Zimbabwe is a country full of friendly smiling people, green lush landscapes, ruins, rock art of the Matobo region, baobab trees and game reserves rich in birdlife with a variety of game. Zimbabwe offers both cultural and natural attractions.
Discovered by David Livingstone in 1855, the Victoria Falls were named after Queen Victoria. Known as “The Smoke that Thunders” , due to the falling water that sends spray clouds high into the air, the falls are one of the seven natural wonders in the world and also the largest and perhaps most beautiful. Here the Zambezi River is over a mile wide and plunges into a vertical abyss across its entire width.
Hwange National Park
This is Zimbabwe’s biggest National Park with the largest amount of wildlife including over 400 species of birds. Hwange is known for its large herds of elephant. Scattered throughout the park are private lodges and camps. Game drives in open safari vehicles as well as walks with professional naturalist guides are the main activities.
Matopos National Park
The massive rock formations give the Matopos National Park its unique atmosphere. The Matobo Hills are home to the white rhino, sable antelope, leopard, klipspringer, as well as the greatest concentration of black eagles in the world.
Activities include game viewing by vehicle or on foot, visiting a local tribal village and expeditions to historical and scenic sites among the hills. Some of the finest examples of ancient art and Bushman paintings can be found in the caves of the Matobo Hills.
Kariba is the world’s largest artificial lake and reservoir by volume. It lies 1300 kilometers upstream from the Indian Ocean, along the border between Zambia and Zimbabwe. Lake Kariba was filled between 1958 and 1963 following the completion of the Kariba Dam at its northeastern end. Lake Kariba is over 220 kilometers long and up to 40 kilometers in width. It covers an area of 5,580 square kilometers and its storage capacity is an immense 185 cubic kilometers. It is the world’s largest human-made reservoir.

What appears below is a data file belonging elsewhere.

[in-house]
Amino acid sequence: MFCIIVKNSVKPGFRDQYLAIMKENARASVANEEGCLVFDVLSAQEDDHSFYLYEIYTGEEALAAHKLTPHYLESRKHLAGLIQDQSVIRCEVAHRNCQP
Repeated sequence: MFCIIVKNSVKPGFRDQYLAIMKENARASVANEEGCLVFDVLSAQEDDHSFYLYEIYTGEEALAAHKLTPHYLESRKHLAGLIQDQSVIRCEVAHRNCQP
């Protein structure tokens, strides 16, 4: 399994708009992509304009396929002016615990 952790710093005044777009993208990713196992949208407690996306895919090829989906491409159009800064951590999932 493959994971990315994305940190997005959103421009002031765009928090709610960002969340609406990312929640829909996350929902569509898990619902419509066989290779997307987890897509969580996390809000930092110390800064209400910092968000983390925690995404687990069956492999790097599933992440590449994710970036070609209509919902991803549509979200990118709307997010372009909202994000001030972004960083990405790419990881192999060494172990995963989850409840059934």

The Matusadona National Park offers large herds of elephant, buffalo and hippo. Watching the incredible sunrises and sunsets together with the fantastic wildlife make Lake Kariba a truly African experience.
Mana Pools National Park
Situated in northern Zimbabwe, Mana Pools is a UNESCO Natural World Heritage Site, extending over an area of 2,196 km2 . As the lakes gradually dry up and recede, the region attracts many large animals in search of water, making it one of Africa’s most renowned game-viewing regions. In Shona language, ‘Mana’ means “four” referring to the four large permanent pools formed by the meandering ox-bow lakes of the middle Zambezi River. The wildlife is spectacular. The Mana Pools National Park supports one of the highest wildlife concentrations in Zimbabwe. Elephant, buffalo, lion and leopard are among the large mammals that can be found meandering along the river banks. The forest bordering the river contains ebony and mahogany these, making this a bird haven.
Chimanimani National Park
The Eastern Highlands range forms Zimbabwe’s eastern border with Mozambique and comprises three main mountain groups – Nyanga (to the north) which contains Zimbabwe’s highest mountain Mount Nyangani, Africa’s second-longest waterfall Mutarazi Falls and the Honde Valley which leads into Mozambique; Bvumba Mountains (centrally situated near the city of Mutare); and Chimanimani (to the south). These regions are all sparsely populated, highland country and are covered in rich grassland and forests.
Chimnanimani NP is a mountainous terrain with peak heights of 2,436 metres and is the source of many streams and springs enriching the beauty of the park with natural falls such as in the Bridal Veil Falls in the Eland Sanctuary. It is approachable only by trekking along hill tracks. The village of Chimanimani was founded by Thomas Moodie in 1892.